An article by Neil Irwin in the New York Times posted on June 12, 2018, carries the provocative title: “If the Robots Come for Our Jobs, What Should the Government Do? This question proceeds from two primary assumptions which should not be accepted at face value. The first is that the “Robots” will come for our jobs, which is to say that machine will come like thieves to take from us what we possess. The second assumption has two dimensions. The first is that “something should be done about this” as if this process should be in some way mediated or prevented. The second assumption is that the government is the proper vehicle to interfere in this process. If the question is laden with flimsy assumptions, the answers to the questions which Irwin elucidates for us, are even more heavily laden with assumptions of the most tenuous nature. Just because they are so very tenuous, I think these assumptions need to be not merely revealed but also very carefully and critically examined from an alternative perspective. This perspective would view machines not as thieves which steal human jobs, but rather as the products of human creativity and effort(technology) which liberate humanity from the dual burdens of alienated labor and centralized power. Thus, nothing should be done to prevent this process from occurring, but rather, everything should be done to ensure that it continue because this process will bring about and in fact, is bringing about, a revolutionary transformation of the economic and social relations we now know. Just as the industrial revolution fully transformed an agrarian and mercantile economy into a machine based system of mass production, so too, this revolution will transform our commodity and financial based economy in epoch ways.Part and parcel of this liberating technological transformation is blockchain technology, which leads to the transformation if not outright elimination of the state as we know it, the creation of a new, decentralized social and economic structures. It is not the Government that will shape and control technology, it is technology, the robots themselves so to speak, that will transform government.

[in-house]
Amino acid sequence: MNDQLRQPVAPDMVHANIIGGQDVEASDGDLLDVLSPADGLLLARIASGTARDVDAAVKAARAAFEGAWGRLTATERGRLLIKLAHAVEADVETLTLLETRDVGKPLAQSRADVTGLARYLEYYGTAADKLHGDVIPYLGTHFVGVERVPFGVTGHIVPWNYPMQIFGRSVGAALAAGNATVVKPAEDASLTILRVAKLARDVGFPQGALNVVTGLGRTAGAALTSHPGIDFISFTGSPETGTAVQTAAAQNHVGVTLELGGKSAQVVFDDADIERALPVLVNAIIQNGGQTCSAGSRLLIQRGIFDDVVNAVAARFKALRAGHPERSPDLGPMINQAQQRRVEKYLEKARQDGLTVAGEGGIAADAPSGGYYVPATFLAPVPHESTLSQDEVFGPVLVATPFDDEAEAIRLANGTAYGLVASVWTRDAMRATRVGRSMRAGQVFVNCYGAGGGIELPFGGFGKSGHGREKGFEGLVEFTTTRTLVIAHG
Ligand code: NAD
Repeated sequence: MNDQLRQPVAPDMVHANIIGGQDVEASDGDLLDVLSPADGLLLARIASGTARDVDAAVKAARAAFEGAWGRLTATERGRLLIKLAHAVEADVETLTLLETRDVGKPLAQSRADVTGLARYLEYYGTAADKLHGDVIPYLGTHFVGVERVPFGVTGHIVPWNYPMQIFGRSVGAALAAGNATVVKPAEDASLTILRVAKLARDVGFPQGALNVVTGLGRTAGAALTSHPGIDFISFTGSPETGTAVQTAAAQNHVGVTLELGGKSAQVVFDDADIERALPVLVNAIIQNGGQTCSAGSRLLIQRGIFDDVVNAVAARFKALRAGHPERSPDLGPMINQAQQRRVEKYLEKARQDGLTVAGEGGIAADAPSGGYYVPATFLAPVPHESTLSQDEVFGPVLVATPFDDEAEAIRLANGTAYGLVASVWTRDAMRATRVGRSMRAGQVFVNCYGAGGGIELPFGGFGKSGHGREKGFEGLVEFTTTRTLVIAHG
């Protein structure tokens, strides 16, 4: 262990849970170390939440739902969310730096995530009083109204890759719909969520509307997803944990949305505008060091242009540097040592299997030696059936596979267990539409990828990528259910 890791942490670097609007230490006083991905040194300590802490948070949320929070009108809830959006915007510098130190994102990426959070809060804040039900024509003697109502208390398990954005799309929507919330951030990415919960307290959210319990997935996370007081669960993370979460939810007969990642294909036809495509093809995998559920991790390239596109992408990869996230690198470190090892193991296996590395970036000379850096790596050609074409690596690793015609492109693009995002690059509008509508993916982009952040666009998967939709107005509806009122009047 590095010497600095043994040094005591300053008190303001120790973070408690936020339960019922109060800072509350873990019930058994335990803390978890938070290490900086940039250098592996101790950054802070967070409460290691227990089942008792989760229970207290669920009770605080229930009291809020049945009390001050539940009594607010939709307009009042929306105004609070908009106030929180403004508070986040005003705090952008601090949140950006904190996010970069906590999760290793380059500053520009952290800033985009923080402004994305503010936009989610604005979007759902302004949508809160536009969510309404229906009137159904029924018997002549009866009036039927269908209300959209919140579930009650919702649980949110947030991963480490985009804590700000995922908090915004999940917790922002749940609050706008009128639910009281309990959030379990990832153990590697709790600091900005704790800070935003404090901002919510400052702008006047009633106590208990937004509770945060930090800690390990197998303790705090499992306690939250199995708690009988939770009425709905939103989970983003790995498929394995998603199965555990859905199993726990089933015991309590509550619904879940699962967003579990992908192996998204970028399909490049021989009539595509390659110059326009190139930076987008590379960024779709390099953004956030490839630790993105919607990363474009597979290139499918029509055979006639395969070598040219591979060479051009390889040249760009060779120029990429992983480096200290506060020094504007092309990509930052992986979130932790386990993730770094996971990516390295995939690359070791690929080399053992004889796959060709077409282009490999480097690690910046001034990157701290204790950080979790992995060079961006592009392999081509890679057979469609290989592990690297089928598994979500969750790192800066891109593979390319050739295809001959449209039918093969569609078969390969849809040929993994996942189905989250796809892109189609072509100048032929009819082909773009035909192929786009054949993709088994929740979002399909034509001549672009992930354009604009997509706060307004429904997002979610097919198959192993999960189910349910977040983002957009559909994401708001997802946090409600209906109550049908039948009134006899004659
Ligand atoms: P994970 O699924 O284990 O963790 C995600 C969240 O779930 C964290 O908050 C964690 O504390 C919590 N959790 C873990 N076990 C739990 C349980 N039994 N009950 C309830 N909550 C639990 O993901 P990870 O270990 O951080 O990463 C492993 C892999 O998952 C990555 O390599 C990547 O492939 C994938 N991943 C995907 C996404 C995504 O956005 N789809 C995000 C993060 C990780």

That technology, itself the result of human ingenuity, transforms society goes without saying; from the first time one of our ancestors first successfully produced a stone tool or weapon (and we can call that a technological innovation), until this very second, we have shaped technology and technology has in turn, has shaped us in ways that are both good and bad. Machines incessantly increased human needs and wants, and provided the means for satisfying those needs and wants to those who had the money to purchase the commodities they produced. As machines proliferated, so too human labor became machine like. As humans left the land to work in factories as appendages to machines, the waste products of machine production left the factories to penetrate nature as its pollutants. Such is the state of things today.
While machine production has both increased and decreased the need for human labor even as it has constantly created new types of workers, many individuals, as Irwin notes, see the time fast approaching when machines will eliminate the need for labor (as opposed to innovative activity) altogether. This is viewed as a problem, and his article is about some of the ideas posited as a solution to this problem such as a universal basic income. That this solution smacks of socialism is easy to see. But the larger question is why do we need money at all? If machines are able to produce what people want and need, and if these machines then what do we need money for? This is Karl Marx’s ultimate question. If people are able to produce what they want and need, why does someone have to make a profit off of that process? Whey is production and distribution mediated by money? For Marx neither the desire for money nor the desire to “own” things is natural to human beings.